Overall poverty rate in the country is 42 percent: SANEM
Due to Coronavirus, the overall poverty rate in the country has risen to 42 percent. The data was released by the South Asian Network on Economic Modeling (SANEM), a research institute based on a nationwide food survey.
Sanem released the results of the survey on Saturday (January 23) at a virtual event titled ‘The Impact of the Covid-19 pandemic on Poverty and Livelihoods’. Professor Selim Raihan, Research Director of Sanem, presented the results of the survey.
Selim Raihan said, ‘There is a cost to conducting the survey. However, despite the lack of funds, Sanem decided to conduct the survey with its own funds. Otherwise we would have lost a perspective. This survey is from that urgency. Poverty, inequality and employment, these three areas have been identified as the effects of Covid. '
According to the Bangladesh Bureau of Statistics (BBS) Khana survey, the overall poverty rate in rural areas of the country was 26.4 percent in 2016, which was 24.5 percent according to the 2018 GED-Sanem survey. But due impact of Corona, this rate has increased to 45.3% in 2020.
On the other hand, the overall poverty rate in urban areas was 18.9 percent in 2016 and 18.3 percent in 2018. And in Corona's time, that is, in 2020, it has increased to 35.4 percent.
Another notable finding of the survey is that although the country officially witnessed a huge increase in remittances in 2020, it has declined at the individual level. Because the informal flow has stopped, the expatriate income has officially come. This has reduced the exchange rate.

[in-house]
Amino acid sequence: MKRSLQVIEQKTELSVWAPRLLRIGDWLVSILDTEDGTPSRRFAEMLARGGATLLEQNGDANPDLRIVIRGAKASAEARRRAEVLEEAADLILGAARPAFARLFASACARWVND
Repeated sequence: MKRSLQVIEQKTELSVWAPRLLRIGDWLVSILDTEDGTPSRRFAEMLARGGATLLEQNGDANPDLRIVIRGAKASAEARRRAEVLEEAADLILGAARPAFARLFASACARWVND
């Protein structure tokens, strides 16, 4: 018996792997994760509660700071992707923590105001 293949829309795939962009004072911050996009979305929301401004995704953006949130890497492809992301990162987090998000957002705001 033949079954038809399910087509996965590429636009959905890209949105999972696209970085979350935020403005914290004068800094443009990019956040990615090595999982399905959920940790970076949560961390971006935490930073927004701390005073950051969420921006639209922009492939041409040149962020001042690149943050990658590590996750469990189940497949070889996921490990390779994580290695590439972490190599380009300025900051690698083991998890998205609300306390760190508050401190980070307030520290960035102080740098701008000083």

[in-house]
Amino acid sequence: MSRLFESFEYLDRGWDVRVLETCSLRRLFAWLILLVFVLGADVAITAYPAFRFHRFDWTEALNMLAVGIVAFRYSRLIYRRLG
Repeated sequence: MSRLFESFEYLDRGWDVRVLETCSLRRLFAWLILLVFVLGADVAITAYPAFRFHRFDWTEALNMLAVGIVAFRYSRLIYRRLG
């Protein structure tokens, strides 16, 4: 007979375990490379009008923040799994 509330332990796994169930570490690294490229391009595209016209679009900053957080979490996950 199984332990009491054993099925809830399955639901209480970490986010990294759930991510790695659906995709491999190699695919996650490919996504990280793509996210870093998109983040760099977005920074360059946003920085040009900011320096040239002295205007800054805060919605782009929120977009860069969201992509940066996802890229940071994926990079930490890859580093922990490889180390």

According to the survey, 82.05 percent of households reported that the income of expatriates from outside the country has decreased. In the same case, there are 17.66 percent families as before. As a result, the impact of expatriate income has not been felt in the society as much as it has been said.
The results of the survey showed that people have reduced non-food expenditure due to poverty due to the effect of corona. Besides, many have spent their savings, taken out loans and changed their eating habits. Of the survey participants, 7.52 percent said they could not find a way to adapt.
According to the survey, the average per capita education expenditure has decreased between 2018 and 2020. For the poorest families, the rate of decline is the highest at 58 percent. Besides, the participation of students from poor families in online education is also low.
Participating in a discussion on the results of the survey, Zahid Hossain, a former chief economist at the World Bank's Bangladesh office, said, "Poverty is usually measured by consumption. But for the first time, Sanem's survey provides precise information on the multifaceted concepts of poverty, such as education and treatment.
He remarked that it would have been better to know how much less effective the alternative education system is than the previous education system.
Zahid Hossain further said, "The way poverty is measured in the Bureau of Statistics' household income-expenditure survey, the way food and other consumption data are collected in different ways throughout the year, the same method was not applied in the Sanem survey. So it is not right to compare the data of these two surveys. '
Professor MM Akash, a teacher in the Department of Economics, Dhaka University, and Fahmida Khatun, Executive Director of CPD, also spoke on the occasion.